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Today’s News - Tuesday, April 14, 2015

•   A fascinating look at the differences between Copenhagen and. New York City's meatpacking districts: one "makes room for creative newcomers and traditional trades," while the other is limited by zoning codes and a developer-driven real estate economy.

•   Wallop wonders if the U.K.'s National Trust is "dumbing down - obsessed about becoming less middle class" (and removing some of the "stuff" in historic homes).

•   Litman lays out some of the highlights from his public policies report that "provides practical guidance for creating cities that are healthy, wealthy and wise."

•   Weder wades into the growing use of engineered wood that is creating "a paradigm shift in construction" with an eco-friendly replacement for concrete and steel.

•   Lissoni explains "the positive effects that the world's financial crisis has had on luxury design."

•   Washington, DC's Union Station has a "grand development plan" by Grimshaw and Beyer Blinder Belle: "If London can figure out how to do it, we're hoping we can."

•   Also in DC (and with another Brit), the International Spy Museum "pitches a new location" for its $100 million, 100,000-square-foot building by Rogers Stirk Harbour.

•   The Whitney and the Broad are only the latest museums going with the trend for vast column-free spaces, "the latest must-have, but curators and budgets can suffer"; says Selldorf: "It is a buzzword, and it's not the be-all and end-all."

•   Webb is wow'd by Kevin Daly Architects' UCLA Herb Alpert School of Music: it is "as joyful and exuberant as a Handel anthem or Stravinsky's wind octet. Each of its three elements has its own expressive personality, but plays in harmony like a polished trio."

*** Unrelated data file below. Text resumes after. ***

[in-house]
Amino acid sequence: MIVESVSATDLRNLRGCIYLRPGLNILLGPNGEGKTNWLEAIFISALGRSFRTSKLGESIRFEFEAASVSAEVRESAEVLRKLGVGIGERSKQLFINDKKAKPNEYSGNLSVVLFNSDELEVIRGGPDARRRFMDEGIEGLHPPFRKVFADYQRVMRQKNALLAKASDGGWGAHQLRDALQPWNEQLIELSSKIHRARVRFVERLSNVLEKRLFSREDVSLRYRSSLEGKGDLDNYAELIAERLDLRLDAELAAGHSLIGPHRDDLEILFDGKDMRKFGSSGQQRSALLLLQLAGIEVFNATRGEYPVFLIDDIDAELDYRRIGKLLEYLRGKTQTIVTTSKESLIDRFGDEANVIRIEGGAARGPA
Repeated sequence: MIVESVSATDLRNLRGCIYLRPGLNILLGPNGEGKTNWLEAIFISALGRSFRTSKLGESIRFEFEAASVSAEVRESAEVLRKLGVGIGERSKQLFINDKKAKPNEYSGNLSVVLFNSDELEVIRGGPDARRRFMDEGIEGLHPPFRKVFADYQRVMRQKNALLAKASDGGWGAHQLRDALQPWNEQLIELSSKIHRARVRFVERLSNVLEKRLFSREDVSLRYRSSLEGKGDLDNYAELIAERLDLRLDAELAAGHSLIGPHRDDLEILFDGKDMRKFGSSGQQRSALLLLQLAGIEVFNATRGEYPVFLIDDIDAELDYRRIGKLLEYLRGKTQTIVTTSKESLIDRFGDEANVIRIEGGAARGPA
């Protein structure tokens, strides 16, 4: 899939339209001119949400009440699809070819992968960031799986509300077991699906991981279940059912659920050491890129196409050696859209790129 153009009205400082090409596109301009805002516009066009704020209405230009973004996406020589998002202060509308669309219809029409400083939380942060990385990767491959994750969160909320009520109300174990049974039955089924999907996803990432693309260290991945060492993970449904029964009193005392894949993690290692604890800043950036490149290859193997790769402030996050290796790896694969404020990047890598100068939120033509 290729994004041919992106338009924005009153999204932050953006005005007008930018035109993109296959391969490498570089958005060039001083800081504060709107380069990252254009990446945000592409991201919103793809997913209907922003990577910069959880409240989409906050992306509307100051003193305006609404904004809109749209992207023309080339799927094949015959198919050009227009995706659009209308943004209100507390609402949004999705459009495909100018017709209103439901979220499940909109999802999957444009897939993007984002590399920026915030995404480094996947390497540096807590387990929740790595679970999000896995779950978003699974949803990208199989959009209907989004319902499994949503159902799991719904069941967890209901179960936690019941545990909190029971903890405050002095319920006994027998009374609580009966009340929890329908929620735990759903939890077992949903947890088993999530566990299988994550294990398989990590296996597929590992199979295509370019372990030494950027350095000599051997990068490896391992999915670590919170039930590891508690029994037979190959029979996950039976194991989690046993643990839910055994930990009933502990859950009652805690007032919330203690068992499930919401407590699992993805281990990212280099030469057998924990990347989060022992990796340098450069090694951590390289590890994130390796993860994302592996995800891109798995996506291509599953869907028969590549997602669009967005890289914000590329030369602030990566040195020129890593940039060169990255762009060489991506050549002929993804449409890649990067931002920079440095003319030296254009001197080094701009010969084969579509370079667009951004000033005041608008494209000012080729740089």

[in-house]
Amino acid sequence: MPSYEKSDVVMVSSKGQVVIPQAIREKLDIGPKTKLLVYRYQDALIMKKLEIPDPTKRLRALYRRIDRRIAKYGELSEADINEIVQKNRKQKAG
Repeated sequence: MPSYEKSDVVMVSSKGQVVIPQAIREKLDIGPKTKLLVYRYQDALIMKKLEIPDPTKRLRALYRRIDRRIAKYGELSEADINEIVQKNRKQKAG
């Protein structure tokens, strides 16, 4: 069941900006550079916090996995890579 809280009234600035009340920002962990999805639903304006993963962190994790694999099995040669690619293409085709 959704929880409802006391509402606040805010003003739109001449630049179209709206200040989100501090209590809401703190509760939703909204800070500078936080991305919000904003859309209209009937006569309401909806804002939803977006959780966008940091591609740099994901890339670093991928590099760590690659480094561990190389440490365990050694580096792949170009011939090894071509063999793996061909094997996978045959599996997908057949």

•   Hess bemoans that Googie architecture "has been largely neglected by official histories," and cheers "the avalanche of support" for the recently-threatened Norm's coffee shop that "exposes an often overlooked fact: Modernism can be popular."

•   Harris offers an in-depth analysis of how high-fidelity stereos "posed new challenges" for post-war house builders (a touch of Don Draper, Cos Cob, and great 1960s ads included).

•   Two takes on vintage visions of Manhattan and Times Square's future, "some of which never caught on and some of which still have a chance."

•   Living Building Challenge energy and water documentation can now get LEED credits without added paperwork, "but it is at least partly symbolic."

•   Q&A with Will Hunter re: how he hopes his London School of Architecture will "overhaul the way architecture is taught," and change an "undervalued and marginalized" profession.

•   Across the Big Pond, AIAS launches the Promote Early Licensing: Professional Advancement Support Scholarship to "encourage aspiring architects to actively seek licensure to kick-start their professional careers."

•   Zara parses the inaugural Chicago Architectural Biennial lineup of more than 60 studios from 30 countries.

•   A UK-Korean firm wins The Lake Isle of Innisfree competition with its "luminous" Square Moon pavilion.

•   Eyefuls of the 150 winners of the 2015 A+Awards.

•   The 8th International Design Awards winners include PLUS-SUM Studio's entry to Guggenheim Helsinki competition, and Gensler's SF International Airport Terminal 3.


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